Feeds

UK Serious Fraud Office mulls News Corp probe

'We are in touch with US feds, will assist as required'

Beginner's guide to SSL certificates

The Serious Fraud Office (SFO) is considering investigating various allegations against Rupert Murdoch's News Corp.

A spokeswoman said the SFO was mulling over a letter sent to the agency by MP Tom Watson, a member of the Commons media select committee which grilled Murdoch, his son James, and ex-News International boss Rebekah Brooks yesterday.

"The SFO can confirm that it has today received a letter from Tom Watson MP calling upon the SFO to investigate certain allegations relating to News Corp," the UK's premier biz-investigations agency said in a statement.

"SFO Director Richard Alderman will give full consideration to Mr Watson's letter. The SFO is aware that the Metropolitan Police Service is conducting an investigation into alleged improper payments to police officers."

The BBC's business editor, Robert Peston, separately reported that the SFO had been in "informal" talks with the US Department of Justice, which is said to be considering an investigation into police bribery allegations against News International, sister firm of News Corp.

The SFO told The Register that it "is routinely in contact with the US authorities and will provide assistance as required".

Neither the DoJ nor the SFO have officially launched a probe into the allegations yet.

Meanwhile, a Met spokesman confirmed to The Register this morning that police inquiries were continuing with regard to events detailed in a Guardian story published on 18 July.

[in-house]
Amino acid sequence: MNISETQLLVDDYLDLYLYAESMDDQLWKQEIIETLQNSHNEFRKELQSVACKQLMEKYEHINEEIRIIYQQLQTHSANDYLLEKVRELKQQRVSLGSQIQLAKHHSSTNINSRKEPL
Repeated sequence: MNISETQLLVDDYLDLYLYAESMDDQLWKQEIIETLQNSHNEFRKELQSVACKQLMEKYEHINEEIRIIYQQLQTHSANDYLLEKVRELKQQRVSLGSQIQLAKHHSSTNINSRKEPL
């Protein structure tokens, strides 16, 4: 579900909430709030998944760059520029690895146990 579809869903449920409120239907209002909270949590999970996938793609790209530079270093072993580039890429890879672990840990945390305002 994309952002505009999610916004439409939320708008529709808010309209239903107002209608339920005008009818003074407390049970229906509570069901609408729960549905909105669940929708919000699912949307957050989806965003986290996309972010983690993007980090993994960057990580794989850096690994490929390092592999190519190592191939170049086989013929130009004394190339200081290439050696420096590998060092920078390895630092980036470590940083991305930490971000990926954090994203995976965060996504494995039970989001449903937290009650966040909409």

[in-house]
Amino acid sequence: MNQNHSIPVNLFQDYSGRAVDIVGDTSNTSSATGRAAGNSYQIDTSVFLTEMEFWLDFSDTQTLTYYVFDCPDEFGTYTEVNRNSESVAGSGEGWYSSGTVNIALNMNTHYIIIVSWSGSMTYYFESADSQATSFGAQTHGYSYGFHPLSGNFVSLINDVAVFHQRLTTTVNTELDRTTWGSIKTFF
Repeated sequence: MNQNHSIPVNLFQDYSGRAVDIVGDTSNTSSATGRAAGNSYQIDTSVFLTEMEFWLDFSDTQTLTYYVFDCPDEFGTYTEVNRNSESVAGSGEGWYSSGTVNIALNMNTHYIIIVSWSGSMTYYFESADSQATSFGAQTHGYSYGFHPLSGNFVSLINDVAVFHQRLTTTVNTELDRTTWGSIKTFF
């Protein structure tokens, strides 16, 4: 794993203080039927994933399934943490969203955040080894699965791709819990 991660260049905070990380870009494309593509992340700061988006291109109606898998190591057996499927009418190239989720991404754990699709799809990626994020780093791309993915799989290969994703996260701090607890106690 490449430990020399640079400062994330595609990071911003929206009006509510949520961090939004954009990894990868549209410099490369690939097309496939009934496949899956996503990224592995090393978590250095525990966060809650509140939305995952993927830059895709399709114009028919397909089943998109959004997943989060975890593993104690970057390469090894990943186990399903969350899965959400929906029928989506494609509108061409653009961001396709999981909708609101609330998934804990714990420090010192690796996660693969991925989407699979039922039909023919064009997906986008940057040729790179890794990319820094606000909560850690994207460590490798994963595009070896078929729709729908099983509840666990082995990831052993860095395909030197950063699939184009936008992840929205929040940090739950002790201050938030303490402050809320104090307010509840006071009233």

The Guardian reported that cops were examining a bag containing a laptop, mobile phone and paperwork found in a bin near the home of former News International chief Rebekah Brooks.

Her husband, Charlie Brooks, denied that the items belonged to his wife. Rebekah Brooks had been arrested and later released last Sunday on suspicion of conspiring to intercept communications and of corruption allegations relating to illegal police payments.

Ms Brooks told MPs yesterday that she had "never paid a police officer or knowingly sanctioned payment to a police officer" during her tenure as News of the World editor between 2000 and 2003. That's a period of time when it is alleged that crime victims, celebrities and politicians routinely had their communications intercepted by people working for the now-defunct tabloid. ®

Secure remote control for conventional and virtual desktops

More from The Register

next story
Phones 4u slips into administration after EE cuts ties with Brit mobe retailer
More than 5,500 jobs could be axed if rescue mission fails
Driving with an Apple Watch could land you with a £100 FINE
Bad news for tech-addicted fanbois behind the wheel
Phones 4u website DIES as wounded mobe retailer struggles to stay above water
Founder blames 'ruthless network partners' for implosion
Sony says year's losses will be FOUR TIMES DEEPER than thought
Losses of more than $2 BILLION loom over troubled Japanese corp
Radio hams can encrypt, in emergencies, says Ofcom
Consultation promises new spectrum and hints at relaxed licence conditions
Why Oracle CEO Larry Ellison had to go ... Except he hasn't
Silicon Valley's veteran seadog in piratical Putin impression
Big Content Australia just blew a big hole in its credibility
AHEDA's research on average content prices did not expose methodology, so appears less than rigourous
Bono: Apple will sort out monetising music where the labels failed
Remastered so hard it would be difficult or impossible to master it again
prev story

Whitepapers

Secure remote control for conventional and virtual desktops
Balancing user privacy and privileged access, in accordance with compliance frameworks and legislation. Evaluating any potential remote control choice.
WIN a very cool portable ZX Spectrum
Win a one-off portable Spectrum built by legendary hardware hacker Ben Heck
Storage capacity and performance optimization at Mizuno USA
Mizuno USA turn to Tegile storage technology to solve both their SAN and backup issues.
High Performance for All
While HPC is not new, it has traditionally been seen as a specialist area – is it now geared up to meet more mainstream requirements?
The next step in data security
With recent increased privacy concerns and computers becoming more powerful, the chance of hackers being able to crack smaller-sized RSA keys increases.